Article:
Still, the first series (with the late-in-the-game introduction of nemesis Moriarty) felt more like an homage to Holmes with a lot of Holmes-ian signifiers (the setting, the extend cast, etc.). Plus, there were a few missed opportunities in the first season, notably the first episode introduction of Freeman’s Watson—an Iraq war vet with a limp and possible trauma who finds that his handicap might be completely in his head owing to a lack of danger in his life. This is forgotten about by the second episode and entirely all the way through the second season. Oh, and the less said about the terrible “yellow peril” second episode, the better which its fortune cookie patois villains and po-faced circus of crime.
Now here comes season two and the game is upped substantially. Starting in the middle of the tense standoff the closed out the first season (snipers, a bomb vest, and something of a Mexican standoff were some of the problems our heroes were facing down in those last minutes), and by the time “A Scandal in Belgravia” ends, Holmes may have met his match—perhaps not in intellect but in will in Lara Pulver’s take on the Irene Adler character. This is the episode where we learn that Holmes has a heart and that it can be hurt. “Scandal” is the deservedly award-winning episode from this season, because over the span of its 90 minutes, we see Holmes as the ultimate observer and interrogator possibly undone by his all-too-human nature. And it’s just beautiful, fantastically constructed, and hey, we even get to see the character in grief and observe how his dysfunctional relationship with Watson is poisoning that man’s life to a very real extent.
If the first episode is about Holmes in love, the second shows us Holmes in fear as we get the Moffat/Gatiss take on “The Hounds of Baskerville,” the titular location now a military biological research facility in the pastoral countryside. When a young man is convinced that his father was killed by a massive hound (Being Human UK’s Russell Tovey, unable to escape big dogs), Holmes is fascinated enough by the shaggy dog story to take the case, only to find himself confronted with the worst thing possible for the detective: the inexplicable and fantastic. The weakness of the episode mostly comes from a lack of especially compelling villain or clear motivations, although it never reaches the nadir in quality of season one’s “The Blind Banker.” I should say, the visualization of Holmes’ “memory palace” as a sort of goofy touch display leaves something to be desired.
Finally, the final episode is “The Reichenbach Fall,” in honor of the location where Holmes and Moriarty fought their final battle in Doyle’s novels. The first two episodes are together, “The Rise of Sherlock Holmes” as media celebrity and popular curiosity and in this episode, Moriarty makes good on a promise to burn Holmes completely and thoroughly, indicting our detective in the press, making him an outlaw, and threatening Holmes’ friends and loved ones.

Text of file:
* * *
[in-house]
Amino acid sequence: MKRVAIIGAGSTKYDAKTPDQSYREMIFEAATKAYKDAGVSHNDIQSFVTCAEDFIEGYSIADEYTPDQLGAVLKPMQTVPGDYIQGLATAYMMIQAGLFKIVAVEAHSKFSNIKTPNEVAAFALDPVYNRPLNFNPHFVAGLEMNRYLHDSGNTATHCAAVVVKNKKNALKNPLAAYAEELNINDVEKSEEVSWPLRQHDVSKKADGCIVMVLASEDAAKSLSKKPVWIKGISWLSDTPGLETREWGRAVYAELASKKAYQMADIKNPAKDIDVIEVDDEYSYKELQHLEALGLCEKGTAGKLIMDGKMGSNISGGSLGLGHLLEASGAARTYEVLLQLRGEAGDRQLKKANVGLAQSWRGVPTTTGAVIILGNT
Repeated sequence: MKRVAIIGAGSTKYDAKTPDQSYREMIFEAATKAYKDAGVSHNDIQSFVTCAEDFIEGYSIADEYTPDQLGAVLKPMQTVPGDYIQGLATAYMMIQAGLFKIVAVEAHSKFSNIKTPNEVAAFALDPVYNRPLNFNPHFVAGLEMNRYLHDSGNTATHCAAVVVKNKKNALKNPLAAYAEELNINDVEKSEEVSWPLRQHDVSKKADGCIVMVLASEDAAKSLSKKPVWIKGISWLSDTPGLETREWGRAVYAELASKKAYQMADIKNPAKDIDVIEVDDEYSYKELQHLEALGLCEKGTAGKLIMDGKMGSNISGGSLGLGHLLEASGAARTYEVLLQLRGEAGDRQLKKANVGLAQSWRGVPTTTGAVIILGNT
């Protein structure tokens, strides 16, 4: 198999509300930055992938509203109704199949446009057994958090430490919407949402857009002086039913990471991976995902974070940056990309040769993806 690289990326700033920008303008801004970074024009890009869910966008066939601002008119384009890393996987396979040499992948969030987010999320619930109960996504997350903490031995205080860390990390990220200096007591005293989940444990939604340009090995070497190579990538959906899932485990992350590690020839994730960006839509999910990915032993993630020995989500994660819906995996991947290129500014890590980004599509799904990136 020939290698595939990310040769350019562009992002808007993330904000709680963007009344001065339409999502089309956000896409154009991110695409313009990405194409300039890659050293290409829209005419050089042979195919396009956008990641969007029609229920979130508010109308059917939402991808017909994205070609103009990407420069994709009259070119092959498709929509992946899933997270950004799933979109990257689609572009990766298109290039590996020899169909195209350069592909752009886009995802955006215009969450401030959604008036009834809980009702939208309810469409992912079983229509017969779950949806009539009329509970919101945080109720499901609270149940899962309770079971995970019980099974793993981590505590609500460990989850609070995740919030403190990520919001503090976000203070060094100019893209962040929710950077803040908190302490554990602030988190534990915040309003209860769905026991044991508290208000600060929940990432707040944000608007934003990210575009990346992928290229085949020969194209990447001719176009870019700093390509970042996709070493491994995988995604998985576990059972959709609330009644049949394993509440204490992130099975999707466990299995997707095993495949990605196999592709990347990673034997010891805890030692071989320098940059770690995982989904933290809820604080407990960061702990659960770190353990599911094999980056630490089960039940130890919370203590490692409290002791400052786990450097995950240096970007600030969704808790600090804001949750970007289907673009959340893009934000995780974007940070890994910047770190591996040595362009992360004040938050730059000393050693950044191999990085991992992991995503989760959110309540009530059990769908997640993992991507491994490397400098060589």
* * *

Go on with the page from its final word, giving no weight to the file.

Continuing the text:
Cumberbatch and Freeman have an easy chemistry this season, simply expanding on the relationship from the first. I’m still not especially thrilled about Andrew Scott’s manic take on Moriarty (he comes off as Joker-like without the menace). However, Lara Pulver (True Blood, MI-5) is impossible to take your eyes off of as Holmes’ foil. If the entirety of this season was simply about their back and forth mental fencing, you would have heard no complaints out of me. Still, “A Scandal in Belgravia” is in and of itself an embarrassment of riches for Sherlock fans.
The final moments of the last episode leave things completely and totally upended for the extended cast after Moriarty and Holmes’ face-off goes how it’s supposed to go. It will take might work in the next season for Gatiss and Moffat to make a convincing case that their resolution to this ending is anything but a cheat, but at this point, they’ve earned a degree of this viewer’s trust.
Presentation and Special Features
In terms of special features, we’ve got commentaries on “Hounds of the Baskervilles” and “A Scandal In Belgravia” and the Sherlock Uncovered featurette. While a commentary track on “Falls” would have been welcome, (or even preferable to “Baskervilles”), any insight into the show is welcome, including a fun dissection of one of the best scenes from “Belgravia’ involving a dead man by a lake and a pneumatic bed.
Visually, the disc is aces, with fantastic depth effects (used expertly in “Baskervilles” during a scene with a panicking Holmes). The colors seem well-calibrated here, keeping the sort of low, cool colors typically on display in this series.
It’s an excellent disc for a pretty dang good series.
Sherlock Season 2 is available on DVD and Blu-ray.